*RORY MCILROY

I followed Rory, Jason and Phil Mickelson for the first five holes, and damn, Rory was striking it so pure. As you’ve heard before, that sound when the ball comes off the club… it’s just not the same. There are probably about a handful of players that make you go, WOW, when you hear them make contact (Dustin Johnson with the driver, Henrik Stenson, etc.). But man, Rory’s putting — I don’t even know what to say, but I think it was more painful and nerve-wracking for him standing over the ball than it was for us watching him on the greens. He wasn’t afraid to admit to his weakness, either. “Tee to green was good, but it was just pathetic when I got onto the green,” said a disheartened McIlroy. His words, not ours. How bad was it? Well, according to Golf Channel’s Justin Ray, Rory was ranked 1st in strokes gained off the tee, but then around the greens he was 143rd and just when you thought it couldn’t get any worse, he was a dismal 151st (out of 156) in putting. However, there appeared to be a glimmer of hope that McIlroy would survive and try to fight back over the weekend when he made a 30-footer on no. 17 for birdie to get inside the cut line. Then, on the next hole, he took two chips from the rough right of the green and bogeyed the par-5 18th to miss by one after posting a three-over total. “I’ve hit the ball really well this week and I’m walking away not playing the weekend,” he said. “It’s really disheartening. As I said, I need to go back to the drawing board and see where we go from here.” Again, he knows his greatest weakness — it’s not like it’s a new thing. “Putting,” said McIlroy when asked which part of his game needed work. “Putting let me down at Merion. Let me down at Merion. I think I missed the cut there, too, didn’t I? Oakmont, and then putting let me down here again. “My tee to green game, there’s not much wrong with that. It’s pretty solid. Driving the ball well, hitting good iron shots. I think if you had to given anyone else in this field my tee shots this week, they would have been up near the top of the leaderboard. It just shows you how bad I was around the greens.” This is the first year since 2010 that McIlroy has missed two cuts at majors in the same year. Better putting at The Barclays, hopefully…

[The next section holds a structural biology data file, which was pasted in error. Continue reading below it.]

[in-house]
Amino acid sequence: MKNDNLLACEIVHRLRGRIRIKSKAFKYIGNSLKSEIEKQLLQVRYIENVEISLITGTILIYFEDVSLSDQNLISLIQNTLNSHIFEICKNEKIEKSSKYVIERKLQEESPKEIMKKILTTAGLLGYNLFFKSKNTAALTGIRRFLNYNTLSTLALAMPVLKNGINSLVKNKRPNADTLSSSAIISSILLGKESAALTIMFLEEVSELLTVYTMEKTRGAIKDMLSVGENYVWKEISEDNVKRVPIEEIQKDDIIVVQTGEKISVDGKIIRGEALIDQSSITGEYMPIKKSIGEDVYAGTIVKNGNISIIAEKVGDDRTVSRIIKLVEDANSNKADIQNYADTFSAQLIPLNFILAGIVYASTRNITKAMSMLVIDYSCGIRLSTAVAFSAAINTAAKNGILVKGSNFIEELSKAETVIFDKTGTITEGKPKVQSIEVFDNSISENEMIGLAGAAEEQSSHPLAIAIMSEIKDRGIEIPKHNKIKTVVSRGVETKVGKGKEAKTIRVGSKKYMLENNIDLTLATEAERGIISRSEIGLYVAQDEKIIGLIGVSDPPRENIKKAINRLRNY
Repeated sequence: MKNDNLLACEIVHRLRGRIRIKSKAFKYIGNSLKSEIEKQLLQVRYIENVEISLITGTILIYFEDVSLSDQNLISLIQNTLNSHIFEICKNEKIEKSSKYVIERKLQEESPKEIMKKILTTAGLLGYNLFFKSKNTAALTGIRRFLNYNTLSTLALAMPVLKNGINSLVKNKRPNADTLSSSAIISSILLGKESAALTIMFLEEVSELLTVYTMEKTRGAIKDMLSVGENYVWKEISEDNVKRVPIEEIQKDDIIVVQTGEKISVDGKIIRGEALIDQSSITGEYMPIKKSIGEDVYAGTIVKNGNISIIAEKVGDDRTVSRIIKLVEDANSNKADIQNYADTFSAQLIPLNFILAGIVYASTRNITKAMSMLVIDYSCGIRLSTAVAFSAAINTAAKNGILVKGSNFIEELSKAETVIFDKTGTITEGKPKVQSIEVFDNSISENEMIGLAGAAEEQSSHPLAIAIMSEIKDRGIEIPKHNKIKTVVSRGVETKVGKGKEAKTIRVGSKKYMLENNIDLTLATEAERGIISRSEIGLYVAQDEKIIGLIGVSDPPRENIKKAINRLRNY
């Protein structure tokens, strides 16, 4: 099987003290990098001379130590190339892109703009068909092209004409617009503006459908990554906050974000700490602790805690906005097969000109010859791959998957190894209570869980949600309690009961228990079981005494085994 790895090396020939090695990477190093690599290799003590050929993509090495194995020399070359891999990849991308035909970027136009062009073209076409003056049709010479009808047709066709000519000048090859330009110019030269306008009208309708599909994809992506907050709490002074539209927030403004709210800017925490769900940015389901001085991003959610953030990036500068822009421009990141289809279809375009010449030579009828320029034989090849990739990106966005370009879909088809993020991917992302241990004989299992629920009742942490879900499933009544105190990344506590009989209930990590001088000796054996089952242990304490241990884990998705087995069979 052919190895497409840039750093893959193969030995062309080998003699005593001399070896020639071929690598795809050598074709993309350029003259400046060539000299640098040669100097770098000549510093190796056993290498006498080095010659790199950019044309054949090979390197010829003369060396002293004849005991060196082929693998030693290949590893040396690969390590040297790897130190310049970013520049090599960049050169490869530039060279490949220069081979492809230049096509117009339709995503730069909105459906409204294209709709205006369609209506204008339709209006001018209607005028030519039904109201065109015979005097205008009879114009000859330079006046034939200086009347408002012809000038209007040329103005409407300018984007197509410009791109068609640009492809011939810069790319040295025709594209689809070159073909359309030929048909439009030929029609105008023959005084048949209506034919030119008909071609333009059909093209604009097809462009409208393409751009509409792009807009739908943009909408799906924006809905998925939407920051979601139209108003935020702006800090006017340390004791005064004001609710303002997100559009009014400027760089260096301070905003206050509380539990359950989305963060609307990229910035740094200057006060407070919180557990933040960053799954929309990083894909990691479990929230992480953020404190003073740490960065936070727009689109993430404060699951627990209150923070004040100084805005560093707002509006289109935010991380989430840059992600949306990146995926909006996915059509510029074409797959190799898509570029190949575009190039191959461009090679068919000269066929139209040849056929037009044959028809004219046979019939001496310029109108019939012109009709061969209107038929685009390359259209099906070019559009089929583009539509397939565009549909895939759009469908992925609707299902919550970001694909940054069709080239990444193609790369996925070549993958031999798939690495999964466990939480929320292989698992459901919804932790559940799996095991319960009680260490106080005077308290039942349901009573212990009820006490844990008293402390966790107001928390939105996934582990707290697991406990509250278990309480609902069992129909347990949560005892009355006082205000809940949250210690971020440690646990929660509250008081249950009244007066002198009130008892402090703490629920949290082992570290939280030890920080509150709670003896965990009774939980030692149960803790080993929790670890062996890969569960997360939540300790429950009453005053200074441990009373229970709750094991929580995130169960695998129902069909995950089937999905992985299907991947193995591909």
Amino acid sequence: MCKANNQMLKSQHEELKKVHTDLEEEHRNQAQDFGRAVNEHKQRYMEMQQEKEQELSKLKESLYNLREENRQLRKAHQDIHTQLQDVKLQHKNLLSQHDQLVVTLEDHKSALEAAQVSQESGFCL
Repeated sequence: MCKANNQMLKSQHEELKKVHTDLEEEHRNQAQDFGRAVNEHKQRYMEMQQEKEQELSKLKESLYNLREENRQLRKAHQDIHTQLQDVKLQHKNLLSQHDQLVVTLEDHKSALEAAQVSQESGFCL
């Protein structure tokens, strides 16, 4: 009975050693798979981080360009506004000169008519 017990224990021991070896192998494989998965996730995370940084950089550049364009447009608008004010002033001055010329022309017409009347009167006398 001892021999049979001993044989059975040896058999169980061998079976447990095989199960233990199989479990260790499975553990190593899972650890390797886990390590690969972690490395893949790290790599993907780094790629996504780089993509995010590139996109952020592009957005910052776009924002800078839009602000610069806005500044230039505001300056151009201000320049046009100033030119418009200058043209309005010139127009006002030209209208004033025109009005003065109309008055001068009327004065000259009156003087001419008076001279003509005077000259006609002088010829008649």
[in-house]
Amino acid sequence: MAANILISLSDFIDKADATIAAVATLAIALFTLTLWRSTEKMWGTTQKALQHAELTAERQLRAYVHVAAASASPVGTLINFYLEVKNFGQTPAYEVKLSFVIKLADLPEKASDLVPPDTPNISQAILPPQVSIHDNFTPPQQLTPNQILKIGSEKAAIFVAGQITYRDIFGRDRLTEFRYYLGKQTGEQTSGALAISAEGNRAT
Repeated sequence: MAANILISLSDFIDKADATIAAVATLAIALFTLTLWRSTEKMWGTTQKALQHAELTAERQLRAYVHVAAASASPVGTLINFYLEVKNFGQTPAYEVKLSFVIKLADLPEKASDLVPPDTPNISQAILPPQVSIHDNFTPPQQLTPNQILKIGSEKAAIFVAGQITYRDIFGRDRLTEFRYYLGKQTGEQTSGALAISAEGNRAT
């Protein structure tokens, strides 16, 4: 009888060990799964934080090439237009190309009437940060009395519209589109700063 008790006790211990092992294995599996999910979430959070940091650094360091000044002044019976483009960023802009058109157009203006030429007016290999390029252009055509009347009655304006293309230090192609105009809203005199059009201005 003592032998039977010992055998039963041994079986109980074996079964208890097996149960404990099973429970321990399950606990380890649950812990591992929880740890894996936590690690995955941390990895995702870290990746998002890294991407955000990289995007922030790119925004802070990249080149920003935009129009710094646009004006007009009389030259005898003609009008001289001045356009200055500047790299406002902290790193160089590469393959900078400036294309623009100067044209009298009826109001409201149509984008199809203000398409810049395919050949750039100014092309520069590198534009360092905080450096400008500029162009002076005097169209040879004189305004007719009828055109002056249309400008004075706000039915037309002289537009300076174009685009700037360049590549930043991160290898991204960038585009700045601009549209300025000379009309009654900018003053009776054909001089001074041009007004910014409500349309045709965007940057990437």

*PHIL MICKELSON Phil kicked off the second round in style. First, he pushed his tee shot out-of-bounds right onto the road, inspiring a group of fans and media to make a run for it to see if they could find it. I was standing on the tee as I followed this marquee group for the first five holes, but damn, the aerial view from the broadcast was such a better view of the shot. https://twitter.com/PGAcom/status/759096119729139712 Then, he pulled the next one way right. It was in the trees and crap, but according to a CBS spotter, a “meathead” fan kicked the ball, giving Lefty a better shot to the hole. However, Phil dropped it back as close as possible to the original spot. He had a decent recovery shot (because as we know, he loves those and gets a lot of practice). https://twitter.com/PGAcom/status/759101633338806272 Unfortunately, Phil made a triple-bogey seven to kick off his second round. “I think in the history of the PGA Championship, that’s the worst start of any player’s round,” Phil cracked. “I’d have to look that up.” But, really, he wasn’t shy to admit how terrible he started. “I had the worst start,” said Mickelson. “I don’t even know what to say. It was just a pure mental block. I striped it on the range. I’ve been driving it really, really straight. I can’t say long because I can’t even sniff Day and McIlroy in my group. Been hitting it really straight. “Just a total mental block on that first hole. And I don’t even know what to say. It was just horrific. I was able to fight back and be patient from there on out, start to make a birdie here or there. I actually hit a lot of good shots and missed on a lot good opportunities in the middle of the round.” Well, he managed to fight back and play the last 17 holes at three-under to post an even-par 70 and one-over 36-hole total to survive to see the weekend. And yes, he knew that he had to at least par the 18th to make the cut on the number, but a birdie to be safe. “I hit two solid hybrids on the last of it to make the cut and to give me the chance to play the weekend,” said Mickelson. “I’m having a difficult time right now managing my expectations, because I know how well I’m playing and I’m so result oriented that I’m not playing very relaxed, free golf like I did at the British, like I did in the preparation here. “Tomorrow I’m going to try to go out and not worry about the score and just play a good round because I’ve been hitting a lot of good shots. I’m trying to force the issue because I know you’ve got to get hot out here. “After just making the cut, I’m able to scale back my expectations for the week, enjoy the two days on the weekend and showcase just how well I have been playing. There’s good chance it probably won’t be enough, but still it’s fun to play good golf.” In other news, Phil gave a fan a bit of grief on no. 10 after hitting him in the arm on his drive. It was like a Caddyshack moment when he explained the situation after his round. “The guy was holding his arm,” said Mickelson, with a cheeky grin. “He wouldn’t let go of his arm. I was saying how in Ohio I tagged a guy from the head and he wasn’t holding his head. He was just walking around like, look, it happens, it’s okay, I’m cool with it. And this guy gets a little tiny ding on his arm and he’s like not letting go. I roughed him up a little bit over that. I looked back he was still holding his arm. I don’t know.” Basically, Phil was calling the dude out. Respect. I think?